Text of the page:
Google's post-PageRank future

Google's post-PageRank future

Summary: Google's early success was due to stellar search, which was based on its PageRank algorithm. Spammers have ruined PageRank, what now?

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TOPICS: Google
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Aaron Wall over at SEOBook, has put together an infographic explaining how Google has made the organic link irrelevant.

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It's ironic that Google's actions have largely devalued the search rank benefits of a link from another website. Yet this "PageRank,"named after CEO Larry Page, was the heart and soul of the Google algorithm. It was his eureka insight into the structure of the web that made Google into Google -- PageRank generated stellar search results.

Spammers soon figured out that creating a lot of backlinks was an easy way to fool Google's algorithm into generating vastly improved search page positions for their sites. So it's not surprising that Google had to find ways to deal with backlink inflation, and find other indicators of trust and authority. But in moving away from PageRank Google risks throwing out the baby with the bath water.

The company says it now monitors more than 200 signals, in addition to PageRank, to determine the importance of websites. But without PageRank it's a hard job and it's showing in the complaints about search quality.

I have a suggestion for Google: Bring back the use of PageRank and let the spammers create massed fields of backlinks to their sites -- they'll easily identify themselves by their overuse of SEO. Jump on that--it's an easy filter. After all, hardly anyone links to anyone anymore, unless they're spammers.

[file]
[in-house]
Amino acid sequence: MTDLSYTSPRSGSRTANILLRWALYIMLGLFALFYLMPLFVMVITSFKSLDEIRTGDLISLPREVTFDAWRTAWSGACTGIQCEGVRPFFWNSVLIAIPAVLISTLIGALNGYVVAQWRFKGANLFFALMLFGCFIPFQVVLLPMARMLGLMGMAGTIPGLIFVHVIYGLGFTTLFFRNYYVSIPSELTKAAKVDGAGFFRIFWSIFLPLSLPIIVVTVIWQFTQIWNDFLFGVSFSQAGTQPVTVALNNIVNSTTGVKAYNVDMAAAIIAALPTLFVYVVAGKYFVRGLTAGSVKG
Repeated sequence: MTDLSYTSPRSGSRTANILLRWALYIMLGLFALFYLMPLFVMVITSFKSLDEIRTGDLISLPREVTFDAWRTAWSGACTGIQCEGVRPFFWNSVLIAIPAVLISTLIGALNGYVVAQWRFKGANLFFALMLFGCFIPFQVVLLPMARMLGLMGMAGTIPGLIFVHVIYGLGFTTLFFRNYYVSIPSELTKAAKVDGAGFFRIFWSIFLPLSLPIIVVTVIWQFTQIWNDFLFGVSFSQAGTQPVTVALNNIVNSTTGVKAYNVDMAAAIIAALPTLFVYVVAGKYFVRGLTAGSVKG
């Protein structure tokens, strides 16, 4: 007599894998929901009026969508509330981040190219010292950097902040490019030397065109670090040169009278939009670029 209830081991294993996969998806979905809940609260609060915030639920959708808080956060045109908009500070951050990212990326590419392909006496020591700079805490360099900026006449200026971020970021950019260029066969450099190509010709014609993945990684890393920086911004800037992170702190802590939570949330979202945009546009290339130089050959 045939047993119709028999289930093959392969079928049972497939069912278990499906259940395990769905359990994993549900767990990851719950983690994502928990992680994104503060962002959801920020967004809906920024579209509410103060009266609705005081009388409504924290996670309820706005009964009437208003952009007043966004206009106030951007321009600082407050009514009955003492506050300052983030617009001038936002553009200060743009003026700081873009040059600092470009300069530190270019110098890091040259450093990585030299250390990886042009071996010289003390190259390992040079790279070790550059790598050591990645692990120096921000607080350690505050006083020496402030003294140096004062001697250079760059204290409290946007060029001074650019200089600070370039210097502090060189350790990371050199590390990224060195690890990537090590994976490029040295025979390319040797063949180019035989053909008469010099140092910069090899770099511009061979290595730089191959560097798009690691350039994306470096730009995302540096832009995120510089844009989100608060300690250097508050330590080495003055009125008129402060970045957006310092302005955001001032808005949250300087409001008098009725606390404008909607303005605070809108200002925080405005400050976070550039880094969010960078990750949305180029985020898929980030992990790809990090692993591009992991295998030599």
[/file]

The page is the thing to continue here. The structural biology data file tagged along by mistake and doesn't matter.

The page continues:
Topic: Google

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13 comments
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  • RE: Google's post-PageRank future

    Google search quality in general is indeed lousy nowadays. Your idea seems to be simple and effective. But if thousands of highly qualified engineers haven't gone down this path, there must be for good reasons we aren't quite seeing.
    cameigons
    • At least their portal page remains clean and simple

      Or I'd probably dump them at this point, having used them from Day 1 of their existence.<br><br>Maybe the author, and wkulecz from below, are onto something. But will Google care, with all the loot they're drawing maintaining their present status quo?
      klumper
  • RE: Google's post-PageRank future

    It's always going to be a difficult problem as long as so many websites are willing to engage in out-and-out fraud with impunity.<br><br>Case in point: I was looking for a particular model of battery this morning, and my Google search yielded hundreds of specific hits. But the first ten hits had NO relevance to the battery specs or availability AT ALL. The companies had just placed a laundry list of all battery models on their websites whether they supplied the actual item or not. Some of the websites were simple duplicates as they were just fronts for the same company.<br><br>If they had done a similar thing with a printed catalog or ad, they would have been open to state and FTC investigations for false advertising, but on the Web it's simply considered another SEO tactic.
    terry flores
    • RE: Google's post-PageRank future

      @terry flores - +1. Another prime example is results for "XYZ discount voucher". The results are dominated by sites that list fake and expired voucher codes. I doubt there's a means of identifying fakes via the page content itself, so I guess brand reputation must be relied upon.
      Psdie
  • Add a dis-like button

    Add a dis-like button to the search results to let users kill the spammers.
    wkulecz
    • RE: Google's post-PageRank future

      @wkulecz